Security Issues in Enterprise Content Management (ECM)
Among the crucial considerations when evaluating migration to ECM platforms is data security, particularly in light of the volume of confidential data that passes through and is stored in such systems. This article describes the broad categories of security issues that should be addressed by a top-tier ECM solution.
At the conclusion of 2018, a CSO article called out well-known organizations such as eBay, Marriott, Equifax, Target, Home Depot, JP Morgan Chase, Yahoo, the U.S. Office of Personnel Management, and several others for ranking high on a rather notorious list. What did they have in common? They had all fallen victim to data breaches that ranked among the 18 biggest in the 21st century.
That’s a club no organization wants to join.
Unfortunately, data breaches—large and small—are occurring daily, and nearly every organization is at risk, especially as the quantity and use of data has reached unparalleled proportions. It is natural and prudent, then, for organizations who are evaluating content management (ECM) solutions to be concerned about the security of their platform and their business and customer data.
One way to begin to organize your thoughts about security issues as they relate to ECM is to ask “Who and what must we protect against?”
- External attacks (hacking). To protect against third-party threats, ECM solution providers need to consider many of the same security issues that your organization’s IT department must consider. A good ECM solution will offer built-in, pre-configured and enabled security features that are based on the best practices, standards and regulations for your industry. Examples include firewalls, virtual private networks (VPNs), passwords and permissions, two-factor authentication, automated network intrusion monitoring, and encryption protocols for data at rest, in transition and in use. Also, ransomware attacks on municipalities, government entities and enterprises are on the rise, which underscores the importance of your ECM provider offering a full backup strategy.
- Internal misuse of systems and information. Your employees are one of your largest security vuInerabilities. That’s why guarding access to data within the organization while at the same time giving employees enough access to do their jobs is as daunting a task as protecting against external attacks. Your ECM solution should comprise robust internal security tools such as passwords (set up, resets, expirations and cancellations), role-based permissions, data-based permissions, user audits, account lock/time-out settings, and more. Furthermore, your ECM provider should provide employee training during on-boarding of the ECM system and offer ongoing educational support, especially regarding compliance requirements and how to recognize security threats such as email phishing scams.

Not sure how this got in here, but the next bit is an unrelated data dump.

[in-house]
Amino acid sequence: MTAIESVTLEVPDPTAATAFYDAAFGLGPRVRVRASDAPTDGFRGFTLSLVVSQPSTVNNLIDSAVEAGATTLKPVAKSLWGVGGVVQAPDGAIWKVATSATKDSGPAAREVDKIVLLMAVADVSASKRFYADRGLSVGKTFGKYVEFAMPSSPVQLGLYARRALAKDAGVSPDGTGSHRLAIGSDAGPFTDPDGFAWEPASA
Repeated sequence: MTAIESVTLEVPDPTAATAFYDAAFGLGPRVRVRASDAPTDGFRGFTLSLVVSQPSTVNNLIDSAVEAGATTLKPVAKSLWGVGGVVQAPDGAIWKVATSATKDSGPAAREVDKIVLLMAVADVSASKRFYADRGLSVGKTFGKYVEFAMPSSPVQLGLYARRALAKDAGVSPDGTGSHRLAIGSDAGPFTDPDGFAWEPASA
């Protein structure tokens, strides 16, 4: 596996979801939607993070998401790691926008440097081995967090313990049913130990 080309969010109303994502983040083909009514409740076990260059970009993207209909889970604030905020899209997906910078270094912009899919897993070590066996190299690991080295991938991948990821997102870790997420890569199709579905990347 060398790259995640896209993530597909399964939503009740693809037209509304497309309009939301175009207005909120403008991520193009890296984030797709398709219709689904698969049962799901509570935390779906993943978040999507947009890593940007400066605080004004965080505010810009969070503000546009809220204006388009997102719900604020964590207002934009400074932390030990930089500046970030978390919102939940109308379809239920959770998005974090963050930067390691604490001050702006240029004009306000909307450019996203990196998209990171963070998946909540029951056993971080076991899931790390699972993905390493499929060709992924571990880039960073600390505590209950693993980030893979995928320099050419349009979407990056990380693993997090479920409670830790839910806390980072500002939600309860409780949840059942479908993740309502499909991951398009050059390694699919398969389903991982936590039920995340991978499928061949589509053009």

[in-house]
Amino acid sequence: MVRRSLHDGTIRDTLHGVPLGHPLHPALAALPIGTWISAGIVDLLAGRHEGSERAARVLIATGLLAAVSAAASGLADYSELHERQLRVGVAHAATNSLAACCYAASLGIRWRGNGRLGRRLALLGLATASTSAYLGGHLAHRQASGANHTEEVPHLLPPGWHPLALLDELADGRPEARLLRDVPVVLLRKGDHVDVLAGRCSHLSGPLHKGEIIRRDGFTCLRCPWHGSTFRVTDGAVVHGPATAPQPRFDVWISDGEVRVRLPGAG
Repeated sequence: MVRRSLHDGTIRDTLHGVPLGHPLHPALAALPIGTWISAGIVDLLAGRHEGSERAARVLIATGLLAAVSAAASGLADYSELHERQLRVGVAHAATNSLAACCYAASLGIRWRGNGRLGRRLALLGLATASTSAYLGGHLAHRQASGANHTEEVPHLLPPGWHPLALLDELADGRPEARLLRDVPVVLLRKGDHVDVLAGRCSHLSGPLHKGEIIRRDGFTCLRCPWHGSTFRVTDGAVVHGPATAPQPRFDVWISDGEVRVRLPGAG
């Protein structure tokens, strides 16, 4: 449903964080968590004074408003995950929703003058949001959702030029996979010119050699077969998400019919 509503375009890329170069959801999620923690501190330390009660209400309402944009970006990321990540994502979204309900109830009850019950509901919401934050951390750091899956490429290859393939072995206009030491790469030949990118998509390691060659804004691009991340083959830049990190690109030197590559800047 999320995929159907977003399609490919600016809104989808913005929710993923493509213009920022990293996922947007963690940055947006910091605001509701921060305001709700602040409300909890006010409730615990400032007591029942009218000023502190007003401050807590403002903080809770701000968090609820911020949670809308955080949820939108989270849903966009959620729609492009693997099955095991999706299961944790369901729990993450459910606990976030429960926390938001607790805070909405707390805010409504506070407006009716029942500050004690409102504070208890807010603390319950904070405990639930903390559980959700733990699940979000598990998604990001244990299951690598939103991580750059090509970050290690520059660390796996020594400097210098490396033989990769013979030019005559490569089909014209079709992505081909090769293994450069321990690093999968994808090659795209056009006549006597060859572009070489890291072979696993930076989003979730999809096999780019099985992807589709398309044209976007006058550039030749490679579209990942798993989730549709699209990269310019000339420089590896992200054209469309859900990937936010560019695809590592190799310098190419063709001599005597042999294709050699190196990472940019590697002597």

- Compliance and regulatory failures. Many internal and external security procedures are now mandated by law in the form of compliance and regulatory policies. This is particularly true in certain industries (healthcare and financial services, for example) and in certain geographies (for instance, GDPR in the European Union). Your ECM solution should comply with your industry’s standards and regulations, and your provider should have internal resources devoted to pushing updates to maintain compliance as regulations change over time.
- Vulnerabilities in software and integrated systems. This is a category that we often don’t think about until we read about or experience “bugs,” malware or viruses with crippling effects. Software development is a complicated process and today’s software platforms are often an amalgamation of pieces of software from many different sources. Your ERP provider should have—and be able to document and describe—the resources devoted to secure software development, code review and quality assurance, threat modeling, static and dynamic analysis scans and pen testing, as well as well documented processes fixing any discovered vulnerabilities and exploits.
- Disasters. Although not as common as all of the above, disasters do happen. Whether a natural disaster such as a hurricane, flood or tornado strikes, a massive electrical failure occurs, or some other calamity befalls the datacenter running your ECM, a disaster recovery plan is key to maintaining service. The disaster recovery plan and backup systems should be in place and well tested before you need it so that when “the worst case scenario” becomes reality, a stable and clean version of your ECM can be launched with the least amount of damage.
These are the key security issues you should consider when exploring the best ECM platform for your organization. Be on guard: due diligence in selecting a secure platform and a security-minded ECM partner can save you from one day being added to the list of security victims.
Authored by Dale Hopkins